Narrated by James Franco, the film draws extensively from a treasure trove of archival material, primarily the visually stunning films, photographs and artifacts produced in mind-boggling volume by Charles and Ray with their talented staff during the hyper-creative forty years of the Eames Office.
Interviews with family members and design historians help guide the story, but it is the junior designers who were swept into the “24-7” world of “The Eamery,” as they called it, who provide a fascinatingly complex picture of this husband-and-wife powerhouse.
People always made the mistake that Charles and Ray — it was two brothers, right?” recalls Gordon Ashby, who worked in the Eames Office from 1959 through 1963. “Well, actually they were a married couple. And they had all of the things that happen between a married couple.”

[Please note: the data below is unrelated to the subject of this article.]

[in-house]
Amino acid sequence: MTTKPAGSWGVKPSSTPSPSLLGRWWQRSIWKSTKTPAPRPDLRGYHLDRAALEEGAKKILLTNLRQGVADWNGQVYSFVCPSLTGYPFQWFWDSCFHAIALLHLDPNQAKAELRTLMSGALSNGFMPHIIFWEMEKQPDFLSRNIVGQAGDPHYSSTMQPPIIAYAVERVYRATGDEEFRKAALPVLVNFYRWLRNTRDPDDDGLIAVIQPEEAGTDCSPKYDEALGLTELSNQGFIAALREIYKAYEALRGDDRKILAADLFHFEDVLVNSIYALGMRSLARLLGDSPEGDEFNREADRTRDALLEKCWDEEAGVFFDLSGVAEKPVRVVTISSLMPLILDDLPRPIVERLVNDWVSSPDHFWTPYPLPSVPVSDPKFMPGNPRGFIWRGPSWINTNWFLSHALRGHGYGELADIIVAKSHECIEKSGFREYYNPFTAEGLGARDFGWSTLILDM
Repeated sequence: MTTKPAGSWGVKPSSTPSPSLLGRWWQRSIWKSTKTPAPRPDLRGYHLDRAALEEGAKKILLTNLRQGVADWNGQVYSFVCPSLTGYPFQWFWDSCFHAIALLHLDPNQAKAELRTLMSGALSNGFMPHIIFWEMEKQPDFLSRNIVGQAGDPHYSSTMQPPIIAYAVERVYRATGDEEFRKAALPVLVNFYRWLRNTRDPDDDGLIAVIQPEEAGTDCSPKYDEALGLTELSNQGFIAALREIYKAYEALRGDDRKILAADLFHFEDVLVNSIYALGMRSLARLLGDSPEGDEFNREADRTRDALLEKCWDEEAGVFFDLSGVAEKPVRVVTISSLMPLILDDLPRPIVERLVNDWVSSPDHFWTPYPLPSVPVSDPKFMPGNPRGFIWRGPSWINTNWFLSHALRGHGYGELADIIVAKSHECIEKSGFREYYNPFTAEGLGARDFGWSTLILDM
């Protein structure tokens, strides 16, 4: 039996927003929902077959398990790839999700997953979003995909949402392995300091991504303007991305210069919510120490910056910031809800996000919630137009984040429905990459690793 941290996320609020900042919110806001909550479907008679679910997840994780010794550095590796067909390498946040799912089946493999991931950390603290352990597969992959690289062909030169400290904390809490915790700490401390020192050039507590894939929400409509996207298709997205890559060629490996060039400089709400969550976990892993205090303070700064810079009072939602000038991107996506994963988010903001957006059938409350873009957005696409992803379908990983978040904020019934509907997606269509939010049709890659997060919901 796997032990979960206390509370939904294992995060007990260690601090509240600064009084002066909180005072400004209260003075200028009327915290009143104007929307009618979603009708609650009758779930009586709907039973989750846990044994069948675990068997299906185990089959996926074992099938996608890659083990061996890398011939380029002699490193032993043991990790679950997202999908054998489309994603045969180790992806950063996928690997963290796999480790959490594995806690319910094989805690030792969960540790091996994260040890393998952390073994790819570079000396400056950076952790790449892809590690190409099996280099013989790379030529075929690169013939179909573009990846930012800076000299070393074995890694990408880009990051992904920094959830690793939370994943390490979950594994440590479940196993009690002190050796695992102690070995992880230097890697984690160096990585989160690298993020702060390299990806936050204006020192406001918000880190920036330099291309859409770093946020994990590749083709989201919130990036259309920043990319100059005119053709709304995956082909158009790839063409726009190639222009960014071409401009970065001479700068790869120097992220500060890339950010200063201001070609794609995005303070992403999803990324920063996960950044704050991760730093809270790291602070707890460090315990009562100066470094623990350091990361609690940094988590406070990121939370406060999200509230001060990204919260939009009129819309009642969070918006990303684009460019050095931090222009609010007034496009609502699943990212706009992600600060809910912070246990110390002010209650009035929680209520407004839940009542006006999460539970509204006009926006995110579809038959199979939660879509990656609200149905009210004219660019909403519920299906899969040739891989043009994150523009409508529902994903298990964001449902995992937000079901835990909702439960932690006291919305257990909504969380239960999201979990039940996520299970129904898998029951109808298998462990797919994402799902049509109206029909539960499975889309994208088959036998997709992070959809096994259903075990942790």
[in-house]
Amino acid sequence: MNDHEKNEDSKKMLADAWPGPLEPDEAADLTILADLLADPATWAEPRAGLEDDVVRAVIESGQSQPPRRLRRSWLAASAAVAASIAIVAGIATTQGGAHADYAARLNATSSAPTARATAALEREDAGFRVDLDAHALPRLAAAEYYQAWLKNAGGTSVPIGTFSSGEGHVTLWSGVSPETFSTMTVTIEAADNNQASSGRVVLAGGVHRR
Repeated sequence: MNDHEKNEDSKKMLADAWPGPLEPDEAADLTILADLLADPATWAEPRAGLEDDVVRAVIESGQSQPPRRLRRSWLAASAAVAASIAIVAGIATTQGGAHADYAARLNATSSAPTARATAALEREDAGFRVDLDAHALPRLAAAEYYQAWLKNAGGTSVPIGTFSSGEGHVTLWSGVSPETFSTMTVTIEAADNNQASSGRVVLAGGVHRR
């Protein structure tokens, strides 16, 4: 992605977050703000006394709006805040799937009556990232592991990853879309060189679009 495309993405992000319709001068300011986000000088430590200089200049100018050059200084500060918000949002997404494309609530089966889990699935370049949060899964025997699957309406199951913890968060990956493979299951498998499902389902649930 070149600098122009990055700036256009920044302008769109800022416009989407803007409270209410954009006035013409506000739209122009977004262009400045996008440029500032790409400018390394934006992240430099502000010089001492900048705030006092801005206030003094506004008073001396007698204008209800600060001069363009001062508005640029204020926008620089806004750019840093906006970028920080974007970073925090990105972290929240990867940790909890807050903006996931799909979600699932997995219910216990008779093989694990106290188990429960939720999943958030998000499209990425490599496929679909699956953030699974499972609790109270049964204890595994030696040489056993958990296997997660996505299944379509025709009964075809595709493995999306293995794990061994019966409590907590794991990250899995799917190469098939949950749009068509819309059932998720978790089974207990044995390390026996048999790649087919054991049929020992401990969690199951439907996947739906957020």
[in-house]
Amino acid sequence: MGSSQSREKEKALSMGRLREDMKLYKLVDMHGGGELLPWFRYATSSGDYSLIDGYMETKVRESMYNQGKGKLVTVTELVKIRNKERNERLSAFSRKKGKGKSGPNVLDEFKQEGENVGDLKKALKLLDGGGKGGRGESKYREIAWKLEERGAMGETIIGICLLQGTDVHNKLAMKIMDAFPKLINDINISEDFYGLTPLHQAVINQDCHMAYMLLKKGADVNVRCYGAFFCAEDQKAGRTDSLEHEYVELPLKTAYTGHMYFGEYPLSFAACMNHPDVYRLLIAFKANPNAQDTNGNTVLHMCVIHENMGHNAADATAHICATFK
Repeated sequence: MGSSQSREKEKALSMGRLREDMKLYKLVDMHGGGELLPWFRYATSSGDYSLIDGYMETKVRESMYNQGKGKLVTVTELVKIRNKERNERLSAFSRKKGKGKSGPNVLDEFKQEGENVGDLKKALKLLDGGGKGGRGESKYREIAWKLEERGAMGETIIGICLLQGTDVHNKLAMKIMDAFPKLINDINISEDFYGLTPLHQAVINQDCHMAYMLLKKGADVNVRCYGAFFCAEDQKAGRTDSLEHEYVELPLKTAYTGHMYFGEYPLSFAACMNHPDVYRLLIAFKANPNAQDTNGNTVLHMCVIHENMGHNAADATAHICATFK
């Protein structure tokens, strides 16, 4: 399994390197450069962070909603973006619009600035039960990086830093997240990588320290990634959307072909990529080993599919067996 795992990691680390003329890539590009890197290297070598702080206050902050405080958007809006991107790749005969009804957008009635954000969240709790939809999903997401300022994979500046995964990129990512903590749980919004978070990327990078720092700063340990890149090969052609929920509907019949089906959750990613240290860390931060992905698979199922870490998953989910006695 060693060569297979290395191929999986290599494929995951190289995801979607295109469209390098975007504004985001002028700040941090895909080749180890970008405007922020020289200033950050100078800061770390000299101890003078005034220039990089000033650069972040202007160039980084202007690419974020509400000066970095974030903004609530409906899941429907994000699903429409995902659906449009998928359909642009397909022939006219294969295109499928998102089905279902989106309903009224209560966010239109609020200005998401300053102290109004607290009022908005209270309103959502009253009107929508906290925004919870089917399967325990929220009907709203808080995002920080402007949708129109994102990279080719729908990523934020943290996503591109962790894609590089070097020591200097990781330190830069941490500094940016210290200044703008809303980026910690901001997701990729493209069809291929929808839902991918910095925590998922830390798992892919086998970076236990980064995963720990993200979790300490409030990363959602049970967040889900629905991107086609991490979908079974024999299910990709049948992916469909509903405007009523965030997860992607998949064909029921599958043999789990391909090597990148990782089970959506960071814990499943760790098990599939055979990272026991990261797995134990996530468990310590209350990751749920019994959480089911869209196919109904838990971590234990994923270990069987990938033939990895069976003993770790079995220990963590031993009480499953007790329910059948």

As Franco’s narration quickly makes clear, the film’s subtitle contains a grain of irony. Ray was a brilliantly trained painter who rarely painted. Charles was an architecture school dropout who was never licensed to practice. Although contemporary design historians argue about how to delineate Charles and Ray’s respective roles in the prodigious Eames design output, the documentary instead concentrates on revealing how Charles, Ray and the other Eames Office designers dealt with those endemic questions of authorship and control.
Central to the story is Ray’s struggle to overcome 1950s gender bias and to receive proper acknowledgment for her role in the work. The film also touches on the more personal and poignant story of Charles’ infidelity and its effect on the devoted Ray.